The Fight To Save Snow

Very few have heard tales of the adventures of Snow City and fewer still ever visited the tiny town at the peak of its reign. Located among the pines above Cannon Mountain’s “pony slope,” Snow City was once home to a youthful and unsullied crew of individuals. I doubt anything remains of Snow City today, but years ago it was my home for the few hours of daylight that remained on winter weekends after ski practice. A city made of snow; we carved our homes from the snowpack and decorated rooms with pinecones and boughs from the trees that grew densely around us, allowing the resort to feel miles away. As our planet’s temperature rises and snowlines recede up the mountains I begin to wonder about the fate of Snow City and others that I imagine exist similarly hidden away in the hills. I have always found my home to be among the mountains, tucked in the snow, but what if the snow were to disappear? What if not just Snow City melted away, but the whole of the Cannon Mountain snowpack did too, along with that of other ski areas in the Whites? What if no resort was immune to the changing climate and the slow decline of winter’s snowfall?.

According to an article in the Boston Globe, Climate Change Threat Looms Over Ski Industry, half of the Northeast’s one hundred and three ski areas will likely have to close in the next thirty years simply because it will be too warm and there won’t be enough snow. Several peer-reviewed scientific papers predicted climate change would wipe out the snowpack in the Western United States by twenty-five to one hundred percent by 2100. According to Dr. Noah Diffenbough at the Nature Climate Change Journal, if temperatures continue to rise as predicted, thirty percent of winters in the Northern Hemisphere will bring seasonal snowfall below current record low levels. Do these statistics frighten you as much as they frighten me? Apparently, climate change is not something that is going to affect only our children’s children’s children... I know that we have to take action now in order to preserve the future of our planet, but who knew the ski industry on our planet could be doomed so soon? Because of climate change the future of skiing could be very much in trouble come thirty or fifty years from now and, as soon as that may seem, the truth is that the ski industry is in trouble and has been for years. The 2011-2012 ski season was one of the warmest on record in the United States. Half of the nation’s ski areas opened late and almost half closed early. Shoot! What if my kids want to be ski bums after college like I am right now? What if I want to keep being a ski bum for the next couple years? A warming planet means less snowfall and unstable snowpacks. It means fewer visitors to the resort and fewer jobs. Not to mention fewer powder days.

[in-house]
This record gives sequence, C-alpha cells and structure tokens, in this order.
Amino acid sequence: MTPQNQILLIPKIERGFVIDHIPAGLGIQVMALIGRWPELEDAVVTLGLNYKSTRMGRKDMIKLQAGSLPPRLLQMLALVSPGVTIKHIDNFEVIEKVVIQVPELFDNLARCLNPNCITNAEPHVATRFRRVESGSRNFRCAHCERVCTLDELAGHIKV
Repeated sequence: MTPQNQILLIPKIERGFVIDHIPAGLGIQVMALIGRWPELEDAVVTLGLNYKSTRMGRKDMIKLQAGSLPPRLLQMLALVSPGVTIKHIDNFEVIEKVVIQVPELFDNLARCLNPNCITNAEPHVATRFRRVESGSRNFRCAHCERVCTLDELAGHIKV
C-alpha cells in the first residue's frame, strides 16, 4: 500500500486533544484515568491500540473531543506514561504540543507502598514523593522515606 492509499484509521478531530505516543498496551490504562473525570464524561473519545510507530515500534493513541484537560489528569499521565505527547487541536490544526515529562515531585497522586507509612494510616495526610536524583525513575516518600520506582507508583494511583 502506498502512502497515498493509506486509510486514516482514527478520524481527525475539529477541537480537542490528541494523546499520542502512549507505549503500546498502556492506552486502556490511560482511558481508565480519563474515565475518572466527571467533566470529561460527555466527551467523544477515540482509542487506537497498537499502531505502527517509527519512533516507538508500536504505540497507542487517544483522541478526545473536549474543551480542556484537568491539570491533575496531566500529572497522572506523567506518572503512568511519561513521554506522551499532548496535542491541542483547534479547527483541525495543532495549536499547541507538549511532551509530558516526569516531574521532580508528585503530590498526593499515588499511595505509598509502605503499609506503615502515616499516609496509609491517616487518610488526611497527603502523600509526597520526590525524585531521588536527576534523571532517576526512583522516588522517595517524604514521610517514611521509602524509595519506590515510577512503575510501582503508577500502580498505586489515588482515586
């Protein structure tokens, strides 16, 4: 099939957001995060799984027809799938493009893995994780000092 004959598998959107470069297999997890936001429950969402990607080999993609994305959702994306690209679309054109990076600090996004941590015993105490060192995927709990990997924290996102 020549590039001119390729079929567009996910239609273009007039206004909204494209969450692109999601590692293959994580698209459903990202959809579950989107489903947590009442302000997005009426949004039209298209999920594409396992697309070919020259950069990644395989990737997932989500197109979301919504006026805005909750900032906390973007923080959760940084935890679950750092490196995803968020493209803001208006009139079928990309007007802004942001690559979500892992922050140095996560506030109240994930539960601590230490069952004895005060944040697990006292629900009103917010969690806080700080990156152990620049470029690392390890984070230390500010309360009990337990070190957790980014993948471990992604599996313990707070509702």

Ski resorts also aren’t the greenest operations on earth. In 2009 Vail alone spent $27 million on energy. And as skiers our daily energy use isn't so great either. A single skier averages about twenty kilowatt-hours of energy consumption per day. To give you a comparison that’s the same amount of energy as a refrigerator uses in two weeks. As green as we may think we are, it appears that as skiers (and snowboarders) we inevitably contribute a great deal to this polluting and warming process that is leaving us snowless.